U.S. Department of Transportation
Federal Highway Administration
1200 New Jersey Avenue, SE
Washington, DC 20590
Concept Exploration identifies the promising and feasible projects for development. This activity assesses the best system alternative to implement based on cost and benefit.
The figure illustrates the Phase 0 steps leading to the definition of a project concept. This is the first step toward developing requirements. The goal is to describe the concept with enough concreteness to develop the concept of operations and to provide something tangible for stakeholder review. This is the bridge between needs and requirements. It is important to satisfy the stakeholders and development team that the selected solution is superior to all other alternatives, in order to start the development going in the right direction. The process is driven by project vision, goals, objectives, and constraints. It starts by collecting a broad and varied range of potential approaches to meeting the goals and putting them together into candidate system concepts. These are compared relative to the goals, objectives, and constraints. The recommendations provide a documented rationale for the shape the project will take and verification that it is feasible.
CONTEXT OF PROCESS:
CONCEPT EXPLORATION AND BENEFITS ANALYSIS PROCESS
Key needs come from the needs assessment; and identify the transportation needs that indicate a requirement for a project.
Constraints also come from the needs assessment; and identify limitations on the design and operation of the system.
Regional ITS Architectures, which may include statewide [inter-regional], sub-regional, or county-level; and the National ITS Architectureprovides guidance and context for the project concept.
Agency policy and procedures for the procuring agency will constrain the project. State and Federal policies may also influence choices.
Elicitation helps stakeholders provide essential inputs and review.
Trade studies compare alternative concepts.
Stakeholder involvement ensures that the concept meets the essential needs without violating any constraints.
Concept Exploration rationale documents the effectiveness and feasibility of the recommended project concept, including justification for the choice in terms of benefit and cost.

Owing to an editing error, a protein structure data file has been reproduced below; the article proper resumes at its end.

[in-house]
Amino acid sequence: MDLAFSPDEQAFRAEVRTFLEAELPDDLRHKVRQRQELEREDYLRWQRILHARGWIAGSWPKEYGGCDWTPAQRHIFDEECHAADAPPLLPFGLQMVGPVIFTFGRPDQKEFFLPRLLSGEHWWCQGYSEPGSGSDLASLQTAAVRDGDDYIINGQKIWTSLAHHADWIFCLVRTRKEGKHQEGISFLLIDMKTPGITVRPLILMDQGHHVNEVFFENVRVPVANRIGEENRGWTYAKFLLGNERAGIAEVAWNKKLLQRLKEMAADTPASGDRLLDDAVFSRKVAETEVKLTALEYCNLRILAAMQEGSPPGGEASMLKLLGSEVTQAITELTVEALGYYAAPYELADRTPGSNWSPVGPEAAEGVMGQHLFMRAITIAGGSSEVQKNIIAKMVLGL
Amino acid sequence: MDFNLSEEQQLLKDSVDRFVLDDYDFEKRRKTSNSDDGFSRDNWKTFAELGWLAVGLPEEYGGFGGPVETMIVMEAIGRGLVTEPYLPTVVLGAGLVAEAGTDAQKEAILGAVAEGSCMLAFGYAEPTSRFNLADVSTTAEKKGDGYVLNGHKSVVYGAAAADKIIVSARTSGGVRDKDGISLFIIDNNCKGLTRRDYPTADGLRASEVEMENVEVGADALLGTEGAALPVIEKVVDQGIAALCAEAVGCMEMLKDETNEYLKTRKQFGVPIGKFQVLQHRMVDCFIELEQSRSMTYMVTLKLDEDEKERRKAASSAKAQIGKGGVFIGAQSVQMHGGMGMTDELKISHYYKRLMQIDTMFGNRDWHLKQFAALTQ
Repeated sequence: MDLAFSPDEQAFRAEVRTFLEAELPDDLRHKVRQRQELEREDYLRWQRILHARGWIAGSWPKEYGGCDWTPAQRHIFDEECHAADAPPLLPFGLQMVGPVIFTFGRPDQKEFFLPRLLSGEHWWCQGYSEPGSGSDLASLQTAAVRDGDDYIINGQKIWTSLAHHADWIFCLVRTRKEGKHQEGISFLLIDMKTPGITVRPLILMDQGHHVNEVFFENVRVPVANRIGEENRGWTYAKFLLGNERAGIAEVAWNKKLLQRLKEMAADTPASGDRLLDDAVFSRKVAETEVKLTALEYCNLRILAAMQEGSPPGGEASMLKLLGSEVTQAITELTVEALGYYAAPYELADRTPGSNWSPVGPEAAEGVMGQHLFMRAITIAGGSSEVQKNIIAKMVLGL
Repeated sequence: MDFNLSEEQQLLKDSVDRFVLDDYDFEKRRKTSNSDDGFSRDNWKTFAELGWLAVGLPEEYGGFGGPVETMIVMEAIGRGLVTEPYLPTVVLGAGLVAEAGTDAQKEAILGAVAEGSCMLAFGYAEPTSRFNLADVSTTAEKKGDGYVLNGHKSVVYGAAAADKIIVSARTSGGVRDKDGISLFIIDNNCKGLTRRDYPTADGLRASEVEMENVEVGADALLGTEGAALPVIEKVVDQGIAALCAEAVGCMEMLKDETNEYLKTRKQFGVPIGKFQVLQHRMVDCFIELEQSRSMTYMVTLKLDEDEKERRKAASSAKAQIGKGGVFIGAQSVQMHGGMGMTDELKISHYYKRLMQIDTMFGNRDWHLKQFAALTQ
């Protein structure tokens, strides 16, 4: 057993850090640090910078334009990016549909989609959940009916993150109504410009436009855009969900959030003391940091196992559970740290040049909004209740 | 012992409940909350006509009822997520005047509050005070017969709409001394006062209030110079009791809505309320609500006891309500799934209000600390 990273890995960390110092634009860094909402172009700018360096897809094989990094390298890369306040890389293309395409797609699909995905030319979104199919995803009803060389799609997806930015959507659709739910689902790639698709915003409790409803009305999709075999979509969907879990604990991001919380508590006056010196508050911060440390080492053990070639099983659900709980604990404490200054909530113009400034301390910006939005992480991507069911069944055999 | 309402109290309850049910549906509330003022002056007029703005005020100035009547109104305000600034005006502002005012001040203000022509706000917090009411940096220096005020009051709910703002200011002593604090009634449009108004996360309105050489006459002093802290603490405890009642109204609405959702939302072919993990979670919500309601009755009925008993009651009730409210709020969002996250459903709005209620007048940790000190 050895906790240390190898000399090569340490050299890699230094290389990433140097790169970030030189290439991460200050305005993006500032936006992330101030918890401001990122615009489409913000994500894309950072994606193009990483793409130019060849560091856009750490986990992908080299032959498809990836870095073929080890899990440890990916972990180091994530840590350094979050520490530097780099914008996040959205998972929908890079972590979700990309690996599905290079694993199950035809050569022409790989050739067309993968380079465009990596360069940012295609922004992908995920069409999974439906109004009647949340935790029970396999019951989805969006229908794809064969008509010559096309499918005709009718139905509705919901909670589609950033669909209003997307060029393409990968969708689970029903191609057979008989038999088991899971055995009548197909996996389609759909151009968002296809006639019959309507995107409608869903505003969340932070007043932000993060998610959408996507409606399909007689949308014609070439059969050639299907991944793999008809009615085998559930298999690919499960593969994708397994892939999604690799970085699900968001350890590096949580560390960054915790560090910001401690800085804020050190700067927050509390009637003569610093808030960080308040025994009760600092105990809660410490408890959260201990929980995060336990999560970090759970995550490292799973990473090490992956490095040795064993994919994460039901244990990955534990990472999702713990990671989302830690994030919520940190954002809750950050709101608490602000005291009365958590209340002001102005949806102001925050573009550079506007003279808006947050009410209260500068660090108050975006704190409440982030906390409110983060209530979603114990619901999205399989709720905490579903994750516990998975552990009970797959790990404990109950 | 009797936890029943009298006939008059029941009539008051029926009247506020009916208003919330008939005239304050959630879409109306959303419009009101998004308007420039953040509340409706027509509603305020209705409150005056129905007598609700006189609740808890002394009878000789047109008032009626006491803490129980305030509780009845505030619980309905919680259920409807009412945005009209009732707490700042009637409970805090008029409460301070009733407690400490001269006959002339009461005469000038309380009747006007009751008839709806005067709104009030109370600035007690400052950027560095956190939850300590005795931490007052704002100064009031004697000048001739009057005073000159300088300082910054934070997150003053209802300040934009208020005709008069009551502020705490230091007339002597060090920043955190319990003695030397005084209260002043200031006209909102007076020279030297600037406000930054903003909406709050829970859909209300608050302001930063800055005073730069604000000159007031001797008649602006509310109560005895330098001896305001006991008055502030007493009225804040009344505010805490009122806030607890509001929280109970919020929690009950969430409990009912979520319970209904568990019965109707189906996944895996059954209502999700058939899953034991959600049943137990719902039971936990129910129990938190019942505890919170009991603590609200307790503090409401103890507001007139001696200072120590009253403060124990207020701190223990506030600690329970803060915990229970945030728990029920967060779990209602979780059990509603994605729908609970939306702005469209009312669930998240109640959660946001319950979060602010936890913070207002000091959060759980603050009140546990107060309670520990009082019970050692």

Recommended system concept describes the concept selected having the best benefit for the cost.
Feasibility assessment or FSR is the document that collects the recommendations and rationale. The agency may require a formal document in a specified form, such as California’s Feasibility Study Report [FSR]
Each of the following steps is reviewed by the stakeholders.
Write one paragraph describing in non-technical terms what the system will do. The idea is to allow lots of stakeholders to review it quickly.
Define goals and objectives
Describe what the potential project should accomplish from the point of view of the traveling public, the operating agencies and their operators, and other stakeholders.
The constraints come from the regional architecture and inputs from the stakeholders [see Needs Assessment]. They will be used to determine feasibility. Constraints may include technical, organizational, funding, schedule, legal, and other considerations.
Define evaluation criteria
Evaluation criteria derive from the goals and objectives, and are the measures of effectiveness used to compare alternatives. Examples are response time for incident management and average system-wide speeds for a signal system.
Identify candidate solutions
Create a toolkit of technologies and procedures that may help meet the goals. The regional ITS architecture often provides ideas.
Identify alternative concepts
Build project concepts from the candidate solutions or select pieces from the regional ITS architecture. Consider several alternative system concepts that have a wide range of capabilities. [e.g., centralized, distributed, hybrid of both centralized & distributed]. Initially, keep these alternatives at a high level for comparison purposes.
Evaluate benefits, cost, and gaps then compare these alternatives using trade study technique.
Document conclusions and rationale in a report. Caltrans includes this benefits analysis in a Feasibility Study Report [FSR].
Where do Concept Exploration and Benefits Analysis take place in the project timeline?
Is there a policy or standard that talks about Concept Exploration and Feasibility Assessment?
FHWA Final Rule requires identifying the portion of the regional ITS architecture being implemented, identifying participating agencies, defining requirements, and analyzing alternatives.
Some states have documented requirements specifically for IT projects. In California, SAM 4819.35 [6/03] requires an FSR for all state IT projects except those with low costs or for acquiring microcomputer commodities.